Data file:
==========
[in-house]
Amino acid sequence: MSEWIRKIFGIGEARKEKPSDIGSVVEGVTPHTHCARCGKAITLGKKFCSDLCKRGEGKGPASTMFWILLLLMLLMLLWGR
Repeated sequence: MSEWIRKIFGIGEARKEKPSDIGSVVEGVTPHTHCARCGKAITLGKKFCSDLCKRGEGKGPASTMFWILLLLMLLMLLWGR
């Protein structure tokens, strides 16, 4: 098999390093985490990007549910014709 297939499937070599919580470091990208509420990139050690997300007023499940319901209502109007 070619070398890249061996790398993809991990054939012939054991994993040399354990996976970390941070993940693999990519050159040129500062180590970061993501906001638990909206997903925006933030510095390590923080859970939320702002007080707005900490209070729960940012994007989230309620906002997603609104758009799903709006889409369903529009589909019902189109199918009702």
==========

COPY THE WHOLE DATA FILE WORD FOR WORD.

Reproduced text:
[in-house]
Amino acid sequence: MSEWIRKIFGIGEARKEKPSDIGSVVEGVTPHTHCARCGKAITLGKKFCSDLCKRGEGKGPASTMFWILLLLMLLMLLWGR
Repeated sequence: MSEWIRKIFGIGEARKEKPSDIGSVVEGVTPHTHCARCGKAITLGKKFCSDLCKRGEGKGPASTMFWILLLLMLLMLLWGR
């Protein structure tokens, strides 16, 4: 098999390093985490990007549910014709 297939499937070599919580470091990208509420990139050690997300007023499940319901209502109007 070619070398890249061996790398993809991990054939012939054991994993040399354990996976970390941070993940693999990519050159040129500062180590970061993501906001638990909206997903925006933030510095390590923080859970939320702002007080707005900490209070729960940012994007989230309620906002997603609104758009799903709006889409369903529009589909019902189109199918009702």